# String Frequencies By Temperature.

• olive5
In summary, the conversation revolves around the effect of temperature on sound frequencies produced by string and wind instruments. The current problem disregards wood expansion and contraction, focusing only on the strings themselves. The speaker is looking for information on how temperature affects string frequencies and someone suggests finding tables for temperature coefficient of expansion and Young's modulus for catgut. It is noted that temperature has a smaller effect on strings compared to air, and may not even affect a skilled violinist who tunes by ear or uses a tuning fork.
olive5
I'm working on some physics problems involving sound frequencies with string and wind instruments, and the current problem has the temperature drop from 20deg Celsius, to -12.7deg Celsius. Too my knowledge this problem disregards any wood expanding/contracting done by the instrument by the environment, but only the strings themselves and what frequency they produce by the change in tune. I haven’t been able to find any information on how temperature affects string frequencies... only on how they affect wind instrument frequencies.

Could anybody shed some light onto this topic?

You would need to find a table of the temperature coefficient of expansion for catgut,
and then a table for Young's modulus for catgut. Then a bit of a calculation would give the result. It is certainly much less of an effect for strings than air.
Actually it wouldn't affect a competent violinist at all. Don't you tune a violin by ear while adjusting the tension, or be beats with a tuning fork if you have a bad ear?

I can provide information on how temperature affects string frequencies. In general, the frequency of a string is determined by its length, tension, and mass per unit length. Temperature can affect all three of these factors, thus affecting the frequency of the string.

Firstly, temperature can affect the length of a string. As the temperature decreases, the string may contract slightly, resulting in a shorter length. This would lead to a higher frequency of the string. Conversely, as the temperature increases, the string may expand, resulting in a longer length and a lower frequency.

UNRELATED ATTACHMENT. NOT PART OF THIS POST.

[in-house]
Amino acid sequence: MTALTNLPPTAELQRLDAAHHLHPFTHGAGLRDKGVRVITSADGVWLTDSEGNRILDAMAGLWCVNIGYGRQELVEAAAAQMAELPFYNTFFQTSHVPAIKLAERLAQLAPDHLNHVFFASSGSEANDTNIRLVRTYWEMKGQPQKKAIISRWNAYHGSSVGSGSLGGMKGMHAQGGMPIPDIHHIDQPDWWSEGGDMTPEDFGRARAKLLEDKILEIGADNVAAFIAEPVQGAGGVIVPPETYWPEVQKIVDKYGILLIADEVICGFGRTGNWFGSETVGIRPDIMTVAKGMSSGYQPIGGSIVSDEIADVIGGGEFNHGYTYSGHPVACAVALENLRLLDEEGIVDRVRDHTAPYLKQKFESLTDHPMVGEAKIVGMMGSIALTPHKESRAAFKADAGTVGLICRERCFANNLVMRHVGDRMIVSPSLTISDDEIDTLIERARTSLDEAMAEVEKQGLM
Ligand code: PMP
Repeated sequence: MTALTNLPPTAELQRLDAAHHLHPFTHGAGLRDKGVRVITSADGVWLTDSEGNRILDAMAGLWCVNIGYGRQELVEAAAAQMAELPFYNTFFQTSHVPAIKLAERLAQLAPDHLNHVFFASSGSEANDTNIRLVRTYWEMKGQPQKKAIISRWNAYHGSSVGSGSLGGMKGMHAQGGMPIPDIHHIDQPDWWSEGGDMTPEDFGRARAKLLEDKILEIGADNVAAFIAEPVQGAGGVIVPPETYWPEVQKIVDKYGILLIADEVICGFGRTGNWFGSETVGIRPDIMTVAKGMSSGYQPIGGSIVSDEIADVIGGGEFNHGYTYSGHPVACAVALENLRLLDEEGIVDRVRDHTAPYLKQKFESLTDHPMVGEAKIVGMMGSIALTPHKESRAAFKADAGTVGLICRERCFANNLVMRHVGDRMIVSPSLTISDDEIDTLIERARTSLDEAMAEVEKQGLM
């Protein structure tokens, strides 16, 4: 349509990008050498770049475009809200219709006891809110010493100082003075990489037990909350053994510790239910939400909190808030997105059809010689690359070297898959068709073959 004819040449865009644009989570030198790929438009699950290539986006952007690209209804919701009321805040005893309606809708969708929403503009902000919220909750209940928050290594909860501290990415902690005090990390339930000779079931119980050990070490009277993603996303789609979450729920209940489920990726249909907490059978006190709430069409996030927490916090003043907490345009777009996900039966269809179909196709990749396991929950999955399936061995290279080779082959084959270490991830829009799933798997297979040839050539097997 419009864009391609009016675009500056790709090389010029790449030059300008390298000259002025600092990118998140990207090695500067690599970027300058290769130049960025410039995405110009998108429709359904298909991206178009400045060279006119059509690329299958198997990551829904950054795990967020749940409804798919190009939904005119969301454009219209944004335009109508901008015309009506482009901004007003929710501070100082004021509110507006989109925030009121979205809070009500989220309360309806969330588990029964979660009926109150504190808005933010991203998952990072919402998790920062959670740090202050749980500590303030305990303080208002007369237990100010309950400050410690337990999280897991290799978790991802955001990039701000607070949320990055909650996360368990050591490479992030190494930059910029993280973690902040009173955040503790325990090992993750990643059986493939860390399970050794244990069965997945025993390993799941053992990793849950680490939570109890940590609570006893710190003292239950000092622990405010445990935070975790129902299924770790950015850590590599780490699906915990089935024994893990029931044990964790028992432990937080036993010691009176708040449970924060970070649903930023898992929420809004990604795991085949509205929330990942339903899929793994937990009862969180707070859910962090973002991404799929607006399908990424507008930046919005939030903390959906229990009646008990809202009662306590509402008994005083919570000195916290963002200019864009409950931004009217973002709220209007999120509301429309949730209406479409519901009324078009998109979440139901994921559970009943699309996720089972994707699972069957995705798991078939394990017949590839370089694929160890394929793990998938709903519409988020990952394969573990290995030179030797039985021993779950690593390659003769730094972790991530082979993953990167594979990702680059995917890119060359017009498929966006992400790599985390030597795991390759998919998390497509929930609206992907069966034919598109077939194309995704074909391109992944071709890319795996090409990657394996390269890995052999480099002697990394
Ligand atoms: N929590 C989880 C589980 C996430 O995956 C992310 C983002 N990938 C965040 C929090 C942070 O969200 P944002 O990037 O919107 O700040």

Secondly, temperature can affect the tension of a string. As the temperature decreases, the material of the string may become stiffer, resulting in a higher tension. This would lead to a higher frequency. On the other hand, as the temperature increases, the material may become more flexible, resulting in a lower tension and a lower frequency.

Lastly, temperature can also affect the mass per unit length of a string. As the temperature decreases, the density of the material may increase, resulting in a higher mass per unit length. This would lead to a lower frequency. As the temperature increases, the density may decrease, resulting in a lower mass per unit length and a higher frequency.

In summary, temperature can affect the frequency of a string through its effects on length, tension, and mass per unit length. It is important to consider these factors when studying sound frequencies in instruments, as they can have a significant impact on the resulting sound.

## 1. What is the concept behind string frequencies by temperature?

The concept is that the temperature of an object can affect the tension and length of a string, which in turn can affect its frequency and therefore its sound.

## 2. How does temperature affect the tension of a string?

As temperature increases, the molecules in a string vibrate more vigorously, causing the string to expand. This expansion increases the tension in the string, making it tighter.

## 3. How does temperature affect the length of a string?

As temperature increases, the molecules in a string vibrate more vigorously, causing the string to expand. This expansion can cause the string to become longer, which can slightly lower its frequency.

## 4. Is there a specific temperature at which a string will have the highest frequency?

No, there is not a specific temperature at which a string will have the highest frequency. The relationship between temperature and string frequency is not linear, so it is difficult to predict the exact frequency at a given temperature.

## 5. Can string frequencies by temperature be applied to all types of strings?

Yes, the concept of string frequencies by temperature can be applied to all types of strings, including those made of metal, nylon, or gut. However, the specific effects of temperature may vary depending on the material and composition of the string.

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